Julie London (September 26, 1926 – October 18, 2000) was an American singer and film and television actress, whose career spanned five decades of television. She was noted for her smoky, sensual husky voice and languid demeanor. She released 32 albums of pop and jazz standards during the 1950's and 1960's, with her signature song being the classic "Cry Me a River", which she introduced in 1955. She had also appeared as a guest on several talk shows and as a panelist on numerous game shows.
London began singing (under the name Gayle Peck) in public in her teens before appearing in film. She was discovered by talent agent Sue Carol (wife of actor Alan Ladd), while working as an elevator operator. Her early film career did not include any singing roles.
London recorded 32 albums in a career that began in 1955 with a live performance at the 881 Club in Los Angeles. Billboard named her the most popular female vocalist for 1955, 1956, and 1957. She was the subject of a 1957 Life cover article in which she was quoted as saying, "It's only a thimbleful of a voice, and I have to use it close to the microphone. But it is a kind of over-smoked voice, and it automatically sounds intimate."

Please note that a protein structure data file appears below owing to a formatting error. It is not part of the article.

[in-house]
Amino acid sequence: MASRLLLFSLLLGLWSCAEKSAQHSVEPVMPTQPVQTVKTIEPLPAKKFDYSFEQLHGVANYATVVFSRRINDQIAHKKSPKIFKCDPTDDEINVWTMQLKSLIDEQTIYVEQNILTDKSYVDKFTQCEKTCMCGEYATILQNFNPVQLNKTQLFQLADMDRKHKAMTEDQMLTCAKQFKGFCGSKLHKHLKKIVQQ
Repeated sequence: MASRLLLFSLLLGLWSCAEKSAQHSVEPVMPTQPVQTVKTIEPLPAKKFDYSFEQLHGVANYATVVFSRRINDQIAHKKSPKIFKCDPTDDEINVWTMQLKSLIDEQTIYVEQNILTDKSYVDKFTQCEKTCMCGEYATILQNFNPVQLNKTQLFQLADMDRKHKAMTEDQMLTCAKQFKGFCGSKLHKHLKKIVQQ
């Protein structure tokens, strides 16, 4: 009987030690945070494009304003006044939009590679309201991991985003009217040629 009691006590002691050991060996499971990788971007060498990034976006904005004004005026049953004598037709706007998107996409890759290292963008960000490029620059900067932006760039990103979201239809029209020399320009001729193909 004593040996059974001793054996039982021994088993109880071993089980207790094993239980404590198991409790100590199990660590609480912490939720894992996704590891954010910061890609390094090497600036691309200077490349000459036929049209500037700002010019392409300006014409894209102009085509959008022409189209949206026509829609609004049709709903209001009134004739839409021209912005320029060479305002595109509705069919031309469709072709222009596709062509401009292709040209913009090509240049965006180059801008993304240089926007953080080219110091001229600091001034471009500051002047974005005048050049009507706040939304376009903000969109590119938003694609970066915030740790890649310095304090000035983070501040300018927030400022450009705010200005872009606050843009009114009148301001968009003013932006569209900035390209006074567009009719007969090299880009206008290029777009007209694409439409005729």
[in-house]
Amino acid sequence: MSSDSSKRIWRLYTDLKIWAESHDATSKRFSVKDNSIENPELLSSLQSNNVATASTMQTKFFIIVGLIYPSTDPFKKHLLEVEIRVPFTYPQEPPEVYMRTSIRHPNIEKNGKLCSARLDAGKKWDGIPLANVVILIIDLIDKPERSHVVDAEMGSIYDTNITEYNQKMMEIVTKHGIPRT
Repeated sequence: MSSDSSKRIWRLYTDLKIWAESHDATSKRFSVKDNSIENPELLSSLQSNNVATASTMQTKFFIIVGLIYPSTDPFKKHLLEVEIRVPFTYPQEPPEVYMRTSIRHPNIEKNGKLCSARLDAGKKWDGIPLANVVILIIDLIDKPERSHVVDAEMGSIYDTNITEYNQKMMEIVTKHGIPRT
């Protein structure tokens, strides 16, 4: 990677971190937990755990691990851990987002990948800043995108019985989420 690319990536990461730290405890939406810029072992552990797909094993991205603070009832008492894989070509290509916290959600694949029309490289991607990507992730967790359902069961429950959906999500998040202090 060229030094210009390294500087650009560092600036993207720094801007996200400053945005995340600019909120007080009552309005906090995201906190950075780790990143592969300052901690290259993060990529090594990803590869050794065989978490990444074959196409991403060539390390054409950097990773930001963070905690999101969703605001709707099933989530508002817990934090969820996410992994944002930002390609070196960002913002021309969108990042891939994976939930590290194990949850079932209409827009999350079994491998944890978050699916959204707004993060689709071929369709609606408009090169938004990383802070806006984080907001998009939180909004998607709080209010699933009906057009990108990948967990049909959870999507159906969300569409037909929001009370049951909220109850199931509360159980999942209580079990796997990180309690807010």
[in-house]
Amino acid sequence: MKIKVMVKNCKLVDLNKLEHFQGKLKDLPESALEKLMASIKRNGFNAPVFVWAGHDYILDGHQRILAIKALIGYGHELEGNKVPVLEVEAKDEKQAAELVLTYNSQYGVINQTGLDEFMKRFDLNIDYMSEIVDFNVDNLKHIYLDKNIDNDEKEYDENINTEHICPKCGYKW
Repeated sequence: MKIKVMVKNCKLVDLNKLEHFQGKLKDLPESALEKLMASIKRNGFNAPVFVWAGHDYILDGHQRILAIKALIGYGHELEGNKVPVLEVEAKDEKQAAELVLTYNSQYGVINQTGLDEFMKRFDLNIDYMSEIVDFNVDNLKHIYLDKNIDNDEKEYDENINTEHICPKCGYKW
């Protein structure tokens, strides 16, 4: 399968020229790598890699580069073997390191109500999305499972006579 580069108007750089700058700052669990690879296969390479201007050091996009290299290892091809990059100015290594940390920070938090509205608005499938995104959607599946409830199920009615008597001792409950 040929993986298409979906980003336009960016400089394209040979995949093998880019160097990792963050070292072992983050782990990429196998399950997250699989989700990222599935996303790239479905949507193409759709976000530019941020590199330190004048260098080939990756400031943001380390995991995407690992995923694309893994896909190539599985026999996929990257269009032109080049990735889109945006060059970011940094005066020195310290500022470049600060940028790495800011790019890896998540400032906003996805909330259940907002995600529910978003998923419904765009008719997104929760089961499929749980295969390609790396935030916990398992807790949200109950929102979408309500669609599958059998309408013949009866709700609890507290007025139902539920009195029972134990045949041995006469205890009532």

London's début recordings were for the Bethlehem Records label. While shopping for a record deal, she recorded four tracks that would later be included on the compilation album Bethlehem's Girlfriends in 1955. Bobby Troup backed London on the album. London recorded the standards "Don't Worry About Me", "Motherless Child", "A Foggy Day", and "You're Blasé".
London's most famous single, "Cry Me a River", was written by her high-school classmate Arthur Hamilton and produced by Troup. The recording became a million-seller after its release in December 1955, and also sold on reissue in April 1983 from the attention brought by a Mari Wilson cover. London performed the song in the film The Girl Can't Help It (1956), and her recording gained later attention in the films Passion of Mind (2000) and V for Vendetta (2006). The song "Yummy Yummy Yummy" was featured on the HBO television series Six Feet Under and appears on its soundtrack album. London's "Must Be Catchin'" was featured in the 2011 premiere episode of the ABC series Pan Am. Her last recording was "My Funny Valentine" for the soundtrack of the Burt Reynolds film Sharky's Machine (1981).